Justified and Vertically Centered Header Elements

A little journey into positioning header elements to be centered vertically and justified with the help of pseudo-elements.

Header

Sometimes the most simple looking little layouts require complicated structures and various styling tricks. Centering elements, justifying content or aligning them the way we want can get really funky and frustrating. One of those little simple things that comes with many pitfall when laying it out is the justified header: title on the left and navigation on the right side. You could use floats, position one of the elements absolutely and more, no big deal. But now you’d like to center both things vertically. Easy, just add paddings, margins or set the line-height to the height of the parent, right? There are surely many solutions but when you start to think “responsively”, not all of these solution are so easy after all and they might bring some undesired effects. Especially the combination of both, vertical centering and justification, can get quite messy.

Today I don’t want to go through all of the different possibilities of centering header (or any other) elements vertically and justifying them. I just want to show you some simple CSS tricks that will do it right, in my opinion. Not much markup, no absolute elements and no floats. Just one magic word: pseudo-elements.

So, we want to create a header with the following look:

Header01

The markup is simply

<header>
	<h1>Super Bad</h1>
	<nav><a>First Link</a><a>Second Link</a><a>Third Link</a></nav>
</header>

We want the header to have a fixed height and some padding. It also needs a text-align: justify because we want to spread the children:

header {
    text-align: justify;
    letter-spacing: 1px;
    height: 8em;
    padding: 2em 10%;
    background: #2c3e50;
    color: #fff;
}

In order to spread the heading and the nav, we will first set them both to inline-block. Like that we can put them next to each other without using floats or absolute positioning.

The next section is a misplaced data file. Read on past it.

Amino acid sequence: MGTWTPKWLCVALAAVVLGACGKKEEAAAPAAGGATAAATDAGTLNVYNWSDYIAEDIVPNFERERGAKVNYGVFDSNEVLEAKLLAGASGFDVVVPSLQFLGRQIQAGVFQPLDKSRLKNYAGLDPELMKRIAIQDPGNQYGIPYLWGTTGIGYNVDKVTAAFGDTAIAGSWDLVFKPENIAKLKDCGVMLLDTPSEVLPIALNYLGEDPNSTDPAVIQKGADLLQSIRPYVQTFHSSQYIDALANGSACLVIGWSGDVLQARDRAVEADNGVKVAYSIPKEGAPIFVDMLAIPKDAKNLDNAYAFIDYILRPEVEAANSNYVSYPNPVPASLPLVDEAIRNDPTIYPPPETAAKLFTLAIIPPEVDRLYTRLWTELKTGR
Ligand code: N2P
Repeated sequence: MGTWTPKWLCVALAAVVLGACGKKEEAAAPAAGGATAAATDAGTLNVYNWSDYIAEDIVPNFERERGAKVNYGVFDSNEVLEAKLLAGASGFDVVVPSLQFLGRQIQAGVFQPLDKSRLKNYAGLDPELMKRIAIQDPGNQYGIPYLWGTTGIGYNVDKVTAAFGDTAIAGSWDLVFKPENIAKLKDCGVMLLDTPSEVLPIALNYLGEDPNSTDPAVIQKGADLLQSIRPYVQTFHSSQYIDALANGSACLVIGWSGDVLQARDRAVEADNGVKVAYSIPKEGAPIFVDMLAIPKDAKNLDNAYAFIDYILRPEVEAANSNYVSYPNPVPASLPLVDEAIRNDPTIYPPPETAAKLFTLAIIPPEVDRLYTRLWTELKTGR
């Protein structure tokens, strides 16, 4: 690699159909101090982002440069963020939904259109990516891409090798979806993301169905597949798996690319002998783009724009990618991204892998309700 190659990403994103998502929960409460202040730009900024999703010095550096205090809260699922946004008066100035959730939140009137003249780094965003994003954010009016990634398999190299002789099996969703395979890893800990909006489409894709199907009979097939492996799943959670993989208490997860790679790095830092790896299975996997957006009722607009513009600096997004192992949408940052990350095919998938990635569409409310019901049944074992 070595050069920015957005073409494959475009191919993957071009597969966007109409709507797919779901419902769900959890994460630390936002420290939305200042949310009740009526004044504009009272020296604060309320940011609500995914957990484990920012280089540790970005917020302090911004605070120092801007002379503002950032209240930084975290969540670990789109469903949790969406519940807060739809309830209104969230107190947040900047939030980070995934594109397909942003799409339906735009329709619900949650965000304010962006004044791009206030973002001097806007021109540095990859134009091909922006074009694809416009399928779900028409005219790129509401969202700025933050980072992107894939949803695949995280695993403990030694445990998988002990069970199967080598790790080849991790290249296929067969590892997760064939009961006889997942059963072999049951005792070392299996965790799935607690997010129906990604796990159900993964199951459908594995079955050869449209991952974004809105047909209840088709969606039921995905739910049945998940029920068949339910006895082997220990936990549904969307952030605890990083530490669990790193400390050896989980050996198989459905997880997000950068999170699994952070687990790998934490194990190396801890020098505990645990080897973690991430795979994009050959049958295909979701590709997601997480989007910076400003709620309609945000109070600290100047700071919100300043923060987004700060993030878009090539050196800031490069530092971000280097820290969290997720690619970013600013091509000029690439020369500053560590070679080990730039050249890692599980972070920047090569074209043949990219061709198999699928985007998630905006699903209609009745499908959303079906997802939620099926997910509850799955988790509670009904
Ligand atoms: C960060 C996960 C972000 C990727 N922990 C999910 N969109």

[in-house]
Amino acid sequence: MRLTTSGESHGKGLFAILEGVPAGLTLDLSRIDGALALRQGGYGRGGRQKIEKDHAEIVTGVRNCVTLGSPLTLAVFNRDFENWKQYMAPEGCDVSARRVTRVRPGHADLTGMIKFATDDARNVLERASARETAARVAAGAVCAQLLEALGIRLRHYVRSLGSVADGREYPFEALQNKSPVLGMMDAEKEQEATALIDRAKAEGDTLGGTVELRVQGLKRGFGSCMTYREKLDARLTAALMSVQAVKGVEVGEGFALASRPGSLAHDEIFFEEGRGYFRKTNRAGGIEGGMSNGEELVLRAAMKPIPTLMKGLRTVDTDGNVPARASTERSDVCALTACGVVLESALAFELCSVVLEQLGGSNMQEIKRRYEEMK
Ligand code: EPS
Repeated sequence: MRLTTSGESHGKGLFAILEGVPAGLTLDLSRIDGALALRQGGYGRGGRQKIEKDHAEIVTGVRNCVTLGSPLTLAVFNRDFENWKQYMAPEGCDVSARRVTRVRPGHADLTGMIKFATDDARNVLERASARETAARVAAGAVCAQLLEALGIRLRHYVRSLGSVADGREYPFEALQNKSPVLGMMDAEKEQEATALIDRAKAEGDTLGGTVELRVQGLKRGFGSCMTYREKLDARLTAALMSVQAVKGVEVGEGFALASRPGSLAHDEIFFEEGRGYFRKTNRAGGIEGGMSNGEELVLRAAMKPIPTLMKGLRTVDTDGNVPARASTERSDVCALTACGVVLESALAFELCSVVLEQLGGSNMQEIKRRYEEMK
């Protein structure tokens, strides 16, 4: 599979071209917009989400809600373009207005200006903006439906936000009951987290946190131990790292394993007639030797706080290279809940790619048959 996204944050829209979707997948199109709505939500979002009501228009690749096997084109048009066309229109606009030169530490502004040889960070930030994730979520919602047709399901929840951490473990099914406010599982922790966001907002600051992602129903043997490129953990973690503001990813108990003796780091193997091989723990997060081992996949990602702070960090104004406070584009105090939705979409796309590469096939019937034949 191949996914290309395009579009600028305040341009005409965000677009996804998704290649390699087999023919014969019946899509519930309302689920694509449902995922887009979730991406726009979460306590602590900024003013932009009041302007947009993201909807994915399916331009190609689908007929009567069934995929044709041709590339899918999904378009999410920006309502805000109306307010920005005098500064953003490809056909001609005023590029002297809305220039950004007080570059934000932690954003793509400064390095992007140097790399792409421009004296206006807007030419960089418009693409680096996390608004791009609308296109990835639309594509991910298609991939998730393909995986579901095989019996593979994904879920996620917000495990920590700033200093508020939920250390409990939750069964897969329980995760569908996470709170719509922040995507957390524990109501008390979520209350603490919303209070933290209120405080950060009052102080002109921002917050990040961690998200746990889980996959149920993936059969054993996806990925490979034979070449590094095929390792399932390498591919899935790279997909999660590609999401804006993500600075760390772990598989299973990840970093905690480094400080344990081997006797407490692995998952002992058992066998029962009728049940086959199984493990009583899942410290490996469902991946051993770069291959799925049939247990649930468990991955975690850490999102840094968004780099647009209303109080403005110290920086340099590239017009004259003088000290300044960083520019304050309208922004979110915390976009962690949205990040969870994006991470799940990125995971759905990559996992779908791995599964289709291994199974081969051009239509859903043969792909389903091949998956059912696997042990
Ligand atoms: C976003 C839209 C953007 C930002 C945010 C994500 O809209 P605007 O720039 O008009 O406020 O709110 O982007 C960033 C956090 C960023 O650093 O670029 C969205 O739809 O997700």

header h1,
header nav {
    display: inline-block;
}

But for the text-align: justify to work as we wish (setting the heading on the left and the nav on the right), we need to use a little pseudo-element trick that I’ve found in this great article by Jelmer de Maat. Justifying inline or inline-block elements only works if their length is actually bigger than the one of their container, i.e. once we have an overflow or line-break. But since this is not the case here, the content is not justified. Here we will leverage the power of pseudo-elements: we can give the pseudo-class ::after a width of 100% and set it to inline-block. This will cause a line-break and our content will get justified like we wanted:

header::after {
    content: '';
    display: inline-block;
    width: 100%;
}

So this it what we have right now:

JS Bin

Nice, we’ve positioned both elements horizontally as we wanted without using floats or absolute positioning. But now we’d also like to center them vertically. I can hear your alarm bells going off, you’ve surely fought with this many times: vertical centering. There are many attempts and solutions but they all come with some downsides or just seem too complicated. At this point, you might think about margins, line-height and of course absolute positioning.

Let’s try to find a better way.

If you play around with vertical-align on the nav, you will notice that it will move vertically relative to the height of the heading. For example, let’s try vertical-align: top:

JS Bin

As you can see, the nav moves up.

If we set the height of the heading to 100%, we can center the nav relative to the header height by setting vertical-align: middle:

JS Bin